“This is a company that is operating in secret and is not accountable,” he said.
Reich said Minneapolis first responders participate in joint-training exercises with the railroads and that some information is shared to create a “baseline set of understanding” ahead of any emergency response. But there may also be room to improve “day-to-day” communications with the city’s three major rail operators, he said.
Reich also suggested “limited but appropriate information” about disaster response plans could be made public through Minneapolis public safety officials without compromising security.
“I think we could find a reasonable area of exchange of information that doesn’t exist today,” he said.
Question of liability
Responding to the question of liability in the case of a disaster, Wegner acknowledged the issue was being discussed across the industry in the aftermath of a July 2013 oil train derailment in Quebec that killed 47 people. Montreal, Maine & Atlantic Railway filed for bankruptcy in both the U.S. and Canada following the disaster and was sold in 2014.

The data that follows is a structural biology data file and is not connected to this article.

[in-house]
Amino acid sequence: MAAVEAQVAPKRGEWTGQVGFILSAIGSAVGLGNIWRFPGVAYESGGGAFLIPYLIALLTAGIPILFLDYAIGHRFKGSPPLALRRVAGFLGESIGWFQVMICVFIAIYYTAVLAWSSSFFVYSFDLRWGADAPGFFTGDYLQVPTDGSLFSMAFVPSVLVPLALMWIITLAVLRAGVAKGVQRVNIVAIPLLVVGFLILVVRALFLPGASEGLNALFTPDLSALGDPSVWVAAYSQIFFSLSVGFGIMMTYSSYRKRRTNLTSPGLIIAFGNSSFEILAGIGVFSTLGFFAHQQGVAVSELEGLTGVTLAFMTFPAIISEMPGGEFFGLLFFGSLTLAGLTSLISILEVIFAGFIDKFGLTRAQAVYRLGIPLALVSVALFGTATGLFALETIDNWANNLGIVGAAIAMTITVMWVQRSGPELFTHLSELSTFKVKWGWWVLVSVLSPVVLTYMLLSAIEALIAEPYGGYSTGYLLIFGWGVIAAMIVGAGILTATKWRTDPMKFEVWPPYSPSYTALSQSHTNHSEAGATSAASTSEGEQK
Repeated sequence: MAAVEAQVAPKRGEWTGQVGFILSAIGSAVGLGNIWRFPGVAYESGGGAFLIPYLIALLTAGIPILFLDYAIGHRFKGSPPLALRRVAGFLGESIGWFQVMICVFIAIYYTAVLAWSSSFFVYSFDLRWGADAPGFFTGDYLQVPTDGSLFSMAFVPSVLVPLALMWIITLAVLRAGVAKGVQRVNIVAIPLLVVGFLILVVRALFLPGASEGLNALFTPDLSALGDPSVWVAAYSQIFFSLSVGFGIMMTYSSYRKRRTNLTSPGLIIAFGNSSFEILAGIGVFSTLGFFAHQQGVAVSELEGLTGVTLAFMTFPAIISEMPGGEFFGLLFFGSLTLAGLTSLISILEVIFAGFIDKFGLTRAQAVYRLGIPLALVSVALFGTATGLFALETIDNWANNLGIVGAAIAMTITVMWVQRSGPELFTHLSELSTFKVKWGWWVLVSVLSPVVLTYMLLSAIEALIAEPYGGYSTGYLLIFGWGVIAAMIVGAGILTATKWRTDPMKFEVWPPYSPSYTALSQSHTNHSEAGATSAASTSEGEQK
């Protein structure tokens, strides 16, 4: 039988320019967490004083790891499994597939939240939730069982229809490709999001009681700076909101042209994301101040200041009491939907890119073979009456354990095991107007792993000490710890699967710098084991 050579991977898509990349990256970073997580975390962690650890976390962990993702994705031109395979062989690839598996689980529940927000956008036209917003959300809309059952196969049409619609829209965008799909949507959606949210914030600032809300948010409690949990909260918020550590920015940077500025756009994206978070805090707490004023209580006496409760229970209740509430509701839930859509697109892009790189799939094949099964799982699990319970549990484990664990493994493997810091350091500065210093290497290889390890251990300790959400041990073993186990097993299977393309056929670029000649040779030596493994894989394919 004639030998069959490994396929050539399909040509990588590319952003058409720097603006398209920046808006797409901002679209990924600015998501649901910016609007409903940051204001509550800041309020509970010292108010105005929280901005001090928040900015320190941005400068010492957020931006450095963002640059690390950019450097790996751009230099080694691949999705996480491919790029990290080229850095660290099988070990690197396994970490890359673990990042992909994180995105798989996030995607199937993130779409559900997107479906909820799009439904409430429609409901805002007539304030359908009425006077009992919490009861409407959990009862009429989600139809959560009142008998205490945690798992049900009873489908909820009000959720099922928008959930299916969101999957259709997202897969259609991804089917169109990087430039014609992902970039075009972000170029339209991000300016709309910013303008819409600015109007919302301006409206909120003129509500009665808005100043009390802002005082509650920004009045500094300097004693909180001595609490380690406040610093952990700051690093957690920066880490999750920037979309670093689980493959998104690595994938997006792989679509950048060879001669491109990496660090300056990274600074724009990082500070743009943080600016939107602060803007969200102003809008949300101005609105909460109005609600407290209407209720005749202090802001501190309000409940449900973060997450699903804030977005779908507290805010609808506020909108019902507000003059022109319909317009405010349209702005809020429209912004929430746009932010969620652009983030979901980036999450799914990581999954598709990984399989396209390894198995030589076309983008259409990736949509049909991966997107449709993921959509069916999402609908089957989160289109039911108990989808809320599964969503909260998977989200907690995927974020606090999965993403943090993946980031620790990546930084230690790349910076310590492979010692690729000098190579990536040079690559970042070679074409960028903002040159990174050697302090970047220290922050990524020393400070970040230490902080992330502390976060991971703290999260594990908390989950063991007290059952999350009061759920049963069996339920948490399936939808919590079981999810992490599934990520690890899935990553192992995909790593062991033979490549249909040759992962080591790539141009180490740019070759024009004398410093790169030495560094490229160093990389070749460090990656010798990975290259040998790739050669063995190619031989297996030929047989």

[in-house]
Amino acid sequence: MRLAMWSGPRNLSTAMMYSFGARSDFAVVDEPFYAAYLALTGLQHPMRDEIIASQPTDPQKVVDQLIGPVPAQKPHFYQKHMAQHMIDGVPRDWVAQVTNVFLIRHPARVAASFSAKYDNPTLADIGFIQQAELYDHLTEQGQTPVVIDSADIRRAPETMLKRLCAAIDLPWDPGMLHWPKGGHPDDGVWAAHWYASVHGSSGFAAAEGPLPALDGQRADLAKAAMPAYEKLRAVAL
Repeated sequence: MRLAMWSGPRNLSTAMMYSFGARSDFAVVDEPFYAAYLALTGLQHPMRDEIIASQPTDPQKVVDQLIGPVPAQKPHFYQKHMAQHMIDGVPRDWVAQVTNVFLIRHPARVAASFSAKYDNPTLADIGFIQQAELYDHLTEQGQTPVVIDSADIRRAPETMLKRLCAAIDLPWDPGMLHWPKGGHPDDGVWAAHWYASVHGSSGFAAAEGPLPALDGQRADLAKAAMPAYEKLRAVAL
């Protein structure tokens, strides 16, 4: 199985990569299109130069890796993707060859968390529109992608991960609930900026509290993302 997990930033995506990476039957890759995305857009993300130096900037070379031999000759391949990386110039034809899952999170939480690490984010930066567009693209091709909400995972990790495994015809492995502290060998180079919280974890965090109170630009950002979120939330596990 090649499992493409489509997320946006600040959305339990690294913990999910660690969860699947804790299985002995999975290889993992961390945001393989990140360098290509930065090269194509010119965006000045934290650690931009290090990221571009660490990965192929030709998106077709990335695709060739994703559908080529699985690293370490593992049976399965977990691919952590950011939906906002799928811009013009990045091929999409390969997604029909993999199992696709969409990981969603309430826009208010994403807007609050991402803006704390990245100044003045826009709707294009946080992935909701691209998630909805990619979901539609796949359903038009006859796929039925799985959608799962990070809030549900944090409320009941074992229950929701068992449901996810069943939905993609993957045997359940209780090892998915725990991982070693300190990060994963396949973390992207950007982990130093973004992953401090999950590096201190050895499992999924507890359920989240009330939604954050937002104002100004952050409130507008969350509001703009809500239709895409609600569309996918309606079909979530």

Wegner said it’s “become a federal issue” that likely would require a solution from Congress.
“Really, I don’t think you could buy the level of insurance that would be needed if you had a catastrophic event,” he said.
Wegner noted TC&W operates at 10 mph in the Kenilworth Corridor, well below the 25-mph speed limit.
“Even if we did derail, at 10 mph the cars are going to be staying upright,” he said.
Hornstein said he’d push TC&W to reroute trains hauling hazardous substances at least during light rail construction. But the railroad is resistant. Wegner described the available detour on tracks in western Minnesota as “like going from Minneapolis to St. Paul via Duluth every day.”
It wasn’t immediately clear if Met Council planned to study and report on other instances of freight and light rail co-location. Two days after the hearing, an agency spokesperson wrote in an email that the resolution was still under review by the Southwest Project Office.
Hennepin County and the five cities along the line have until Oct. 11 to complete municipal consent proceedings. As of mid-September, the city councils of Minnetonka, Eden Praire and Hopkins had all voted to approve.
The full Minneapolis City Council is expected to vote on municipal consent Sept. 25.